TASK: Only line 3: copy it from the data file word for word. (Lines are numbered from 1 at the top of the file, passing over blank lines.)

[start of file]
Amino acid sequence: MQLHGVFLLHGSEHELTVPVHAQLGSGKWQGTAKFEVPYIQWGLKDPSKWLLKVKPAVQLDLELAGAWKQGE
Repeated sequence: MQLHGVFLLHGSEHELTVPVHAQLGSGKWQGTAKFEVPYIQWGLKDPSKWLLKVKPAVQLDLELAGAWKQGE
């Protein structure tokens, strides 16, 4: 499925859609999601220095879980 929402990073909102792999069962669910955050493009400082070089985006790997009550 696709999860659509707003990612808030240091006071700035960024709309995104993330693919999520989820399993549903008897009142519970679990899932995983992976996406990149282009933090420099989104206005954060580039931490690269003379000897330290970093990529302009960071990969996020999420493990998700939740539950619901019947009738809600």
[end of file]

């Protein structure tokens, strides 16, 4: 499925859609999601220095879980 929402990073909102792999069962669910955050493009400082070089985006790997009550 696709999860659509707003990612808030240091006071700035960024709309995104993330693919999520989820399993549903008897009142519970679990899932995983992976996406990149282009933090420099989104206005954060580039931490690269003379000897330290970093990529302009960071990969996020999420493990998700939740539950619901019947009738809600």